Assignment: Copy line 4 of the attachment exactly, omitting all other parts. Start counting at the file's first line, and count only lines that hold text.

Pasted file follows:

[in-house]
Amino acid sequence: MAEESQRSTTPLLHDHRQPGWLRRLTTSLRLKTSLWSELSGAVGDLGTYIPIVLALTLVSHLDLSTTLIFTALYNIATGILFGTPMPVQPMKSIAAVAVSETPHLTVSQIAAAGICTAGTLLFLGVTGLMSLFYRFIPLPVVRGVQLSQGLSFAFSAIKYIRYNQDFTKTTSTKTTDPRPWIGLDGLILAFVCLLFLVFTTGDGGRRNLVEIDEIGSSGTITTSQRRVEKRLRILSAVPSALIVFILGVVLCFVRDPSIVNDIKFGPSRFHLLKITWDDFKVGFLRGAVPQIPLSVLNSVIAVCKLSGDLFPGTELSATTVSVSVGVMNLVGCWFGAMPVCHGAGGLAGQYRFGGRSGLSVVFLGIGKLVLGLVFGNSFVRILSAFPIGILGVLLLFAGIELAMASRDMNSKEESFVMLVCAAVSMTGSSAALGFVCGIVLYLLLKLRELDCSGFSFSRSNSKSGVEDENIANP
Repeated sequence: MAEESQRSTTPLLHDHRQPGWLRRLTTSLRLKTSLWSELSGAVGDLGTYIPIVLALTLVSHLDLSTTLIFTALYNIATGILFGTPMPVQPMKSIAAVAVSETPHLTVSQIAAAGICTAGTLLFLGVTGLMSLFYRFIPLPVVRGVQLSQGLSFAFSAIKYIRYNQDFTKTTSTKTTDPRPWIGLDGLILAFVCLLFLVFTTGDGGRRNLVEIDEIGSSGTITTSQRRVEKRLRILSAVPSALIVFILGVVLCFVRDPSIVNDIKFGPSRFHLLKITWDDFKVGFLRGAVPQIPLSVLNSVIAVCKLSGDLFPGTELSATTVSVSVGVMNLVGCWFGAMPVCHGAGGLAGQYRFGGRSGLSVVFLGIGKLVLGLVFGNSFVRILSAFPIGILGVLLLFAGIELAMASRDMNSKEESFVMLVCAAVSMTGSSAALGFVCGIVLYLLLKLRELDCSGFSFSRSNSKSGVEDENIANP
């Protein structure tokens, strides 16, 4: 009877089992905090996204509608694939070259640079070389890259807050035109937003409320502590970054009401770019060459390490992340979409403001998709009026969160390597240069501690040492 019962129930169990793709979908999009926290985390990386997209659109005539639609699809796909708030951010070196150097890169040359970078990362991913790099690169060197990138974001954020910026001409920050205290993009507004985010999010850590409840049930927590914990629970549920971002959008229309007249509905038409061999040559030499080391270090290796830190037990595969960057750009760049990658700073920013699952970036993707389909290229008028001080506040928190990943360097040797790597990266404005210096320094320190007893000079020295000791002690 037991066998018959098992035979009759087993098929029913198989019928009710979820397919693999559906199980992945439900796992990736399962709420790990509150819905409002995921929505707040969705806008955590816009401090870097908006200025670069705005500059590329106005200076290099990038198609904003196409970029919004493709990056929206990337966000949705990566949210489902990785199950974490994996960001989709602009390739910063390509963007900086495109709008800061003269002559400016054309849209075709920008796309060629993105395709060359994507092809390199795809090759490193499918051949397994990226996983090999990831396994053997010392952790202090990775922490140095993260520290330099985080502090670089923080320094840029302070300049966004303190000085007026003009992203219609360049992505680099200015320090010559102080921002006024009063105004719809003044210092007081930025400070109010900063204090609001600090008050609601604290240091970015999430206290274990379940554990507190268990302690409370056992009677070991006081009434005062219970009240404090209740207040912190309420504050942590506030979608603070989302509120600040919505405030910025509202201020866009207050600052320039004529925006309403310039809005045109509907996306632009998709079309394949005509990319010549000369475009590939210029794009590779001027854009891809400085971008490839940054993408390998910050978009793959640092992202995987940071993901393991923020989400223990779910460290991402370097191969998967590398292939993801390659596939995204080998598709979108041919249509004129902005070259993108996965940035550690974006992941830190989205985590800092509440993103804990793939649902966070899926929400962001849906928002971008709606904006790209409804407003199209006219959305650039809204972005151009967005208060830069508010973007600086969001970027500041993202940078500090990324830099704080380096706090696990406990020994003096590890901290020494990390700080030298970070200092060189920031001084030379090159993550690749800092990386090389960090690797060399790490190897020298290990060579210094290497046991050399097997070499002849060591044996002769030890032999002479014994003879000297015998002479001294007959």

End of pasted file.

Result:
């Protein structure tokens, strides 16, 4: 009877089992905090996204509608694939070259640079070389890259807050035109937003409320502590970054009401770019060459390490992340979409403001998709009026969160390597240069501690040492 019962129930169990793709979908999009926290985390990386997209659109005539639609699809796909708030951010070196150097890169040359970078990362991913790099690169060197990138974001954020910026001409920050205290993009507004985010999010850590409840049930927590914990629970549920971002959008229309007249509905038409061999040559030499080391270090290796830190037990595969960057750009760049990658700073920013699952970036993707389909290229008028001080506040928190990943360097040797790597990266404005210096320094320190007893000079020295000791002690 037991066998018959098992035979009759087993098929029913198989019928009710979820397919693999559906199980992945439900796992990736399962709420790990509150819905409002995921929505707040969705806008955590816009401090870097908006200025670069705005500059590329106005200076290099990038198609904003196409970029919004493709990056929206990337966000949705990566949210489902990785199950974490994996960001989709602009390739910063390509963007900086495109709008800061003269002559400016054309849209075709920008796309060629993105395709060359994507092809390199795809090759490193499918051949397994990226996983090999990831396994053997010392952790202090990775922490140095993260520290330099985080502090670089923080320094840029302070300049966004303190000085007026003009992203219609360049992505680099200015320090010559102080921002006024009063105004719809003044210092007081930025400070109010900063204090609001600090008050609601604290240091970015999430206290274990379940554990507190268990302690409370056992009677070991006081009434005062219970009240404090209740207040912190309420504050942590506030979608603070989302509120600040919505405030910025509202201020866009207050600052320039004529925006309403310039809005045109509907996306632009998709079309394949005509990319010549000369475009590939210029794009590779001027854009891809400085971008490839940054993408390998910050978009793959640092992202995987940071993901393991923020989400223990779910460290991402370097191969998967590398292939993801390659596939995204080998598709979108041919249509004129902005070259993108996965940035550690974006992941830190989205985590800092509440993103804990793939649902966070899926929400962001849906928002971008709606904006790209409804407003199209006219959305650039809204972005151009967005208060830069508010973007600086969001970027500041993202940078500090990324830099704080380096706090696990406990020994003096590890901290020494990390700080030298970070200092060189920031001084030379090159993550690749800092990386090389960090690797060399790490190897020298290990060579210094290497046991050399097997070499002849060591044996002769030890032999002479014994003879000297015998002479001294007959």